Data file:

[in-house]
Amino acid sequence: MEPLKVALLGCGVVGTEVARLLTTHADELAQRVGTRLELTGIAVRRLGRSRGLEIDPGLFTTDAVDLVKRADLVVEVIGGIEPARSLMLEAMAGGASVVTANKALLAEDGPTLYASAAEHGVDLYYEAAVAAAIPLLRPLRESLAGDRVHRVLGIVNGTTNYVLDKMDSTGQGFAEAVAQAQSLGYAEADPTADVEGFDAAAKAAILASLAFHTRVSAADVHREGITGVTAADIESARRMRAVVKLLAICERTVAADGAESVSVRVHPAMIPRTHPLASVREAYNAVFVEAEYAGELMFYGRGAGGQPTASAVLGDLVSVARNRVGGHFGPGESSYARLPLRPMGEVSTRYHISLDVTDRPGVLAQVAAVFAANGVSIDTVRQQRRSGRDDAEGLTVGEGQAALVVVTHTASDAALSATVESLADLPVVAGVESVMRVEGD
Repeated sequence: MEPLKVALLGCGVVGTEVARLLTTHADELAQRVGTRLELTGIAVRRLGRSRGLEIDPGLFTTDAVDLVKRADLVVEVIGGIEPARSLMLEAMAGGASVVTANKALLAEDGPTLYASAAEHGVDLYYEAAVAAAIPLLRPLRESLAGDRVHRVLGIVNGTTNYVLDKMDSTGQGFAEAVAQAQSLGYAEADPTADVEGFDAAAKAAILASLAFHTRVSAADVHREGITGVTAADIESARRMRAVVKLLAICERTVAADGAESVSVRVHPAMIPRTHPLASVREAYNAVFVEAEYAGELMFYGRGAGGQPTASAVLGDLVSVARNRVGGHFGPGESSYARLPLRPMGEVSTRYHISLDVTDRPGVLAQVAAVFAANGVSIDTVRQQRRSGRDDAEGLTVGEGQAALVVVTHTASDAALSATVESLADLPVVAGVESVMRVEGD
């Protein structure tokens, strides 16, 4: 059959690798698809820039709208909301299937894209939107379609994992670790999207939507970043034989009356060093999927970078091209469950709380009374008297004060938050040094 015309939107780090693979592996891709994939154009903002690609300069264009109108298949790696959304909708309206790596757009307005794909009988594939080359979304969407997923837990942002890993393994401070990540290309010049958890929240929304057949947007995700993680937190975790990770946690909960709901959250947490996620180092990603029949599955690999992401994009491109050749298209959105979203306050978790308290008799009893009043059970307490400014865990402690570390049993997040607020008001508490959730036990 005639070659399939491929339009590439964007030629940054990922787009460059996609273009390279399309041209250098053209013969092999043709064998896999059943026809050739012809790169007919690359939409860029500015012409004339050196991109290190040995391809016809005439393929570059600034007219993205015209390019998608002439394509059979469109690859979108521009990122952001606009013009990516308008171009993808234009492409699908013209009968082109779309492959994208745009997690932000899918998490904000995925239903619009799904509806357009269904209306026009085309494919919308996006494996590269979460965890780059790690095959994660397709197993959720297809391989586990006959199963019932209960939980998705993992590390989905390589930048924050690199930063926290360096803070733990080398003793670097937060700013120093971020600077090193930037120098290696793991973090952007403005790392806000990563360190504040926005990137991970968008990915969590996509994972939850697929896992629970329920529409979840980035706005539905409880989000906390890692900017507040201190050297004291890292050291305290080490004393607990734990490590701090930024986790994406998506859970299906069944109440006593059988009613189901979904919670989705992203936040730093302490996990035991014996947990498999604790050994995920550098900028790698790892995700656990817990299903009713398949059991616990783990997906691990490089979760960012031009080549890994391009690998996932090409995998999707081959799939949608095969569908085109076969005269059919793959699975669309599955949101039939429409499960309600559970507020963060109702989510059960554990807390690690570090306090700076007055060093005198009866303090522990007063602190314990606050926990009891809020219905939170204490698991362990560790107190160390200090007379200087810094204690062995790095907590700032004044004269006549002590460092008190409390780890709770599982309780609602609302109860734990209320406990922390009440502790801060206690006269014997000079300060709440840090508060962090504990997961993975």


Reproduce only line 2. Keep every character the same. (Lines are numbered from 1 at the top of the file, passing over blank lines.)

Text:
Amino acid sequence: MEPLKVALLGCGVVGTEVARLLTTHADELAQRVGTRLELTGIAVRRLGRSRGLEIDPGLFTTDAVDLVKRADLVVEVIGGIEPARSLMLEAMAGGASVVTANKALLAEDGPTLYASAAEHGVDLYYEAAVAAAIPLLRPLRESLAGDRVHRVLGIVNGTTNYVLDKMDSTGQGFAEAVAQAQSLGYAEADPTADVEGFDAAAKAAILASLAFHTRVSAADVHREGITGVTAADIESARRMRAVVKLLAICERTVAADGAESVSVRVHPAMIPRTHPLASVREAYNAVFVEAEYAGELMFYGRGAGGQPTASAVLGDLVSVARNRVGGHFGPGESSYARLPLRPMGEVSTRYHISLDVTDRPGVLAQVAAVFAANGVSIDTVRQQRRSGRDDAEGLTVGEGQAALVVVTHTASDAALSATVESLADLPVVAGVESVMRVEGD